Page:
After losing so many birds to the dog attack a few weeks ago, we decided to purchase some young chicken hens from the feed store. Without thinking, I asked for a bag of "start and grow" which is a pretty common food for young chicks. When I got home to unload the car, I realized I had this...

  I didn't ask for medicated feed. This is just what the feed store sells to anyone getting chicks. I had to return this and ask specifically for a non-medicated feed on my next trip.

  The owner has told me before that you "cannot raise turkeys without antibiotics. They will all die." Oddly enough, our turkeys do just fine without them, though I have to drive to the Tractor Supply across town for their feed. Both the local stores carry NOTHING without antibiotics appropriate for young turkeys. In fact, antibiotic laden feed is sold as the default for turkeys, chickens, and goat feed. I know this from personal experience and have to ask for the feed without every single time.

  I realize that whether or not I feed my animals antibiotics on a daily basis is not going to make a whit of difference in the grand scheme of things, but I wonder how many people there are out there just like me that use these feeds every single day without giving it a second thought. It's a sad and frustrating state of affairs.

Sunday, June 28, 2015

Dog Attack

  It was normal Wednesday for us. Big Onion and I were away from the farm working our "real jobs" when we got a call from the neighbors. They had found a dog, a big white female "chow mix," running along the fence outside the first pasture. She had a small, bloody scratch on her nose, but otherwise seemed normal. The dog was friendly, came over to them when called so they put her in their backyard and called animal control to come and get her. We were a little concerned that there was a dog loose on the property. Big Onion even offered to leave work to make the hour drive home to check on everything then drive back to get me and back home again. I told him not to worry. We'd be heading home in a few hours anyway, and the dog was found outside our fencing. I was sure everything was fine.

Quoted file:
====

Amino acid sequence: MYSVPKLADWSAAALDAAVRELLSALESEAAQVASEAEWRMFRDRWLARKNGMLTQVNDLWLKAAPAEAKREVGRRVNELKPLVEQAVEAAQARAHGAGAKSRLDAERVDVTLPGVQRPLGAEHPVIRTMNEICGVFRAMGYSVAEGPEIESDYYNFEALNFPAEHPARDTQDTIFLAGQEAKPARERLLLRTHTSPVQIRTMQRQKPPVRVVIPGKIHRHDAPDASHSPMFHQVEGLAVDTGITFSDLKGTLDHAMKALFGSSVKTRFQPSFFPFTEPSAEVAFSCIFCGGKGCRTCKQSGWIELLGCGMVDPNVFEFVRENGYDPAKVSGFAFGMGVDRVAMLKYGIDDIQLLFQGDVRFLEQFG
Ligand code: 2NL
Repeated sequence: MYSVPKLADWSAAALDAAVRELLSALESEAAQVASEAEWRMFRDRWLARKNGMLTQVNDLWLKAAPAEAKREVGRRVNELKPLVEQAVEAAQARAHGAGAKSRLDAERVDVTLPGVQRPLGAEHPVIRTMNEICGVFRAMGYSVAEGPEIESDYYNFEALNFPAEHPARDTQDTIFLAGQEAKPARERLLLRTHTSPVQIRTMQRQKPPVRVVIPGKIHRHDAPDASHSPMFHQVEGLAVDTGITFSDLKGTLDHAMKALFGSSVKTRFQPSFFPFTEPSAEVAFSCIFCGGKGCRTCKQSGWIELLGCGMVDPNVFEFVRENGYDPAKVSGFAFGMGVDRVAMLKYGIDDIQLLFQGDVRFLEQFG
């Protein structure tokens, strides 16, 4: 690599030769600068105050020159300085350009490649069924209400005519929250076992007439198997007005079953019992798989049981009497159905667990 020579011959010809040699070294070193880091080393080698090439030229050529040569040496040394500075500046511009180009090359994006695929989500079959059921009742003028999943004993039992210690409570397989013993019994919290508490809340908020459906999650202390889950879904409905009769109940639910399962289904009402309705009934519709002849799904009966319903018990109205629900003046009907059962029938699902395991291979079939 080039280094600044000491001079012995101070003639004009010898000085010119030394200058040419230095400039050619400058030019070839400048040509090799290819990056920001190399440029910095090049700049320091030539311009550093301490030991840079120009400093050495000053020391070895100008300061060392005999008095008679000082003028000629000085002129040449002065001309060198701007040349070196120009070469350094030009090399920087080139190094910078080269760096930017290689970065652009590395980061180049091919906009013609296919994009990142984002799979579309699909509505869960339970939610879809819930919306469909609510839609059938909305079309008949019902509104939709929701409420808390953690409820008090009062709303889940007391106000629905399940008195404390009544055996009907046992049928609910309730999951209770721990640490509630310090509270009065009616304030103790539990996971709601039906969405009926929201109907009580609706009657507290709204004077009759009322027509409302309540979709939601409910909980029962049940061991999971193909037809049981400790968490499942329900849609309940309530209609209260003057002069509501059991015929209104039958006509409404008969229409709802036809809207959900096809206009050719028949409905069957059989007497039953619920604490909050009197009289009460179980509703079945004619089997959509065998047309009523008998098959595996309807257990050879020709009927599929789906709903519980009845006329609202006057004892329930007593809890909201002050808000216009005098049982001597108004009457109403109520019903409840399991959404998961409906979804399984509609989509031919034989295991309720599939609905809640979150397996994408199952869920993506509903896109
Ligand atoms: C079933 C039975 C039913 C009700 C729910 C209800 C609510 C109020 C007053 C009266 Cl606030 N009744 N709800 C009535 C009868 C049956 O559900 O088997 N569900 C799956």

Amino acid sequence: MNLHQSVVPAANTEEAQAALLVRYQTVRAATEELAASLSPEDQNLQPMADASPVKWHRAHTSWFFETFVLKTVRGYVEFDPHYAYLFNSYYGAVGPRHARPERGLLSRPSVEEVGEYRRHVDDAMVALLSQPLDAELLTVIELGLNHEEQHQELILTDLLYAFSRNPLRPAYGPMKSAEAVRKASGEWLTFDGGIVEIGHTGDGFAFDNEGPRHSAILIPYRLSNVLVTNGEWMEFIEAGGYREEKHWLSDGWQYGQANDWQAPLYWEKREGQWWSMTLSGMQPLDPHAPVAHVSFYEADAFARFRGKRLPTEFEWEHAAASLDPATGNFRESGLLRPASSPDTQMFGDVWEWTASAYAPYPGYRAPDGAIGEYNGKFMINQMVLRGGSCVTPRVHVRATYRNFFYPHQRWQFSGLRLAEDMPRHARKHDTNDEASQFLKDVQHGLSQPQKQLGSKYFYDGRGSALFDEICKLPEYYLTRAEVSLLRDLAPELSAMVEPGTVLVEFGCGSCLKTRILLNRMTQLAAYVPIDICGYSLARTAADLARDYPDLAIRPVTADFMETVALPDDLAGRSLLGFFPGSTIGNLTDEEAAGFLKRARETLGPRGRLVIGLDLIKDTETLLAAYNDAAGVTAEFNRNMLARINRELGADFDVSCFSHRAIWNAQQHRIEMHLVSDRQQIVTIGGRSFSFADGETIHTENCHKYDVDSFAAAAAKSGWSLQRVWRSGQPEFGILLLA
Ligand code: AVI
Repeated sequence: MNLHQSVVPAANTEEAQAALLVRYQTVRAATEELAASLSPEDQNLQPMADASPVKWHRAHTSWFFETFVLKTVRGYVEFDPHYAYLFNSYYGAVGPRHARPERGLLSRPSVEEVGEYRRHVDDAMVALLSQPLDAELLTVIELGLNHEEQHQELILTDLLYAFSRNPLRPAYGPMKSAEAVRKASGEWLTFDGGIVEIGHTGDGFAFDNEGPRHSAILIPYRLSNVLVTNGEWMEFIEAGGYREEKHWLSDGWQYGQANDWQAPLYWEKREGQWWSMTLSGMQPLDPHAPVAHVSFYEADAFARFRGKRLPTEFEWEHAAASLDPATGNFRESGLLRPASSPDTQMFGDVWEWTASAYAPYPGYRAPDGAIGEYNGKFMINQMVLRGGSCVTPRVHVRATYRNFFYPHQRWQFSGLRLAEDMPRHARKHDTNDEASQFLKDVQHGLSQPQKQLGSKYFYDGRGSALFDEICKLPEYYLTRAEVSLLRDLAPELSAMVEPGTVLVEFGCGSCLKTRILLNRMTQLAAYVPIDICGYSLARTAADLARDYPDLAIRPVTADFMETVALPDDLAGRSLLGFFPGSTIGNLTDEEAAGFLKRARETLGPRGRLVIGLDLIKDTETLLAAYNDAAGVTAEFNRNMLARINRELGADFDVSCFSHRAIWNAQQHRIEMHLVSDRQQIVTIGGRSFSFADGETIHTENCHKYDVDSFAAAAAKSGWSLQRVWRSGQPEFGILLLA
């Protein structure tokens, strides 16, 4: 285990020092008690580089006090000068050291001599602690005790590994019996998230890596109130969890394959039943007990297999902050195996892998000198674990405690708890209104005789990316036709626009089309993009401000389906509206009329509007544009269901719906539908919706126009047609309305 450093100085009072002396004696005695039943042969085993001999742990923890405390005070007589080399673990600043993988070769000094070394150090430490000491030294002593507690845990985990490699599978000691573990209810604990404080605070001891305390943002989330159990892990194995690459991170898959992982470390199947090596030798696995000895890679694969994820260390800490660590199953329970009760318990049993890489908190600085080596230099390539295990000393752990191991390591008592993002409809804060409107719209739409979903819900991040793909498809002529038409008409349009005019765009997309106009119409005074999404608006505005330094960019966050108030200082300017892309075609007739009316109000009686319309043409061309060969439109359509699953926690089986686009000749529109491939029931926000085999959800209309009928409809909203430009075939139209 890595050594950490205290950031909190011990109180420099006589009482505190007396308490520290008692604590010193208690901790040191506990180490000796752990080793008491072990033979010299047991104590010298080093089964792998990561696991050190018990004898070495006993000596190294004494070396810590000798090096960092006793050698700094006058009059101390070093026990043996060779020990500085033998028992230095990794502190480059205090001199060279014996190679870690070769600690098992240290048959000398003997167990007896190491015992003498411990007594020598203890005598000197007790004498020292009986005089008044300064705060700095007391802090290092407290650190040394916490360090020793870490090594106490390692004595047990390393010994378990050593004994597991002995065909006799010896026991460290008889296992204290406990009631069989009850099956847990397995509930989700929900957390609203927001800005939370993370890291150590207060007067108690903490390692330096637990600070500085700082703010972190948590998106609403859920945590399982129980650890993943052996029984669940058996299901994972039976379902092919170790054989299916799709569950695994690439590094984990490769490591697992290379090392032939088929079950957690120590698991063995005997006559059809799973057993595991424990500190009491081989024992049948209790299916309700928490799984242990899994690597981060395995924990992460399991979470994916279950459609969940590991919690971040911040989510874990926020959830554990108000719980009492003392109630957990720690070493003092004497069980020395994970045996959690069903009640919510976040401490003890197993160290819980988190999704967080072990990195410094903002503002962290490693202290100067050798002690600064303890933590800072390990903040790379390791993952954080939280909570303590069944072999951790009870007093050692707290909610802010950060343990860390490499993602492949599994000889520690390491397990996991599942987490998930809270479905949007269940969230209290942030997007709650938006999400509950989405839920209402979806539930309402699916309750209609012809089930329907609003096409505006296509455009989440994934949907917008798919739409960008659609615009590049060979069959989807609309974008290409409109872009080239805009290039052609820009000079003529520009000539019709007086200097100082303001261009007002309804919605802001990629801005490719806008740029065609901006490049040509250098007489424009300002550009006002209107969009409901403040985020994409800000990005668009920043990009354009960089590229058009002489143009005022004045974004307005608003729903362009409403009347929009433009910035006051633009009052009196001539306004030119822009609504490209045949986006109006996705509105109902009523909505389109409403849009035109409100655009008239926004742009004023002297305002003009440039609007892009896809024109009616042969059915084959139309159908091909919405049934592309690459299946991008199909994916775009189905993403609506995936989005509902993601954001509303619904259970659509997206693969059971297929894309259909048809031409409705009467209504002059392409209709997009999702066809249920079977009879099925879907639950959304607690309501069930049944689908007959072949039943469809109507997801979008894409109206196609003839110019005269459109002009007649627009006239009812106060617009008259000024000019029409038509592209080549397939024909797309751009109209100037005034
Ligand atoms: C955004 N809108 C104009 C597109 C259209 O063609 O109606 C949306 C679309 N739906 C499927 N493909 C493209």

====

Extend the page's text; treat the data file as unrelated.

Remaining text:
In the meantime, the neighbors went out to lunch. When they came home, they found a second dog, a male, IN the pasture with the poultry. He was "playing with the goats" when they saw him. Again, he was a nice dog who came right to them when they called. They phoned again to let us know what was happening. We finished work and headed home with a little more concern, but the neighbors assured us that there was no blood on the dog and everything seemed fine.

  We arrived home and immediately went out to the pasture to make sure everything was ok. Our dogs, who had been out in the backyard all day, seemed agitated. Looking out over the pasture, we knew right away that everything was not fine. We opened the gate to the pasture and called Rialey to come out with us. She immediately ran to a white mound of feathers about 20 feet from the fence. It was a dead chicken, a white rock hen, just lying there in a pile of feathers. What followed was one of the most horrible experiences I have ever had living here on the farm. We walked around and found body after body of dead and severely injured poultry. Around every turn and in almost every pen there was evidence of the attack that had taken place. We found 7 of our chicken hens dead with varying levels of injury. Not one had had any part of them consumed. We found one of the guineas dead in her pen with her pretty black and white polka dotted feathers just thrown everywhere. Another guinea was altogether missing along with two of our bourbon red turkey hens.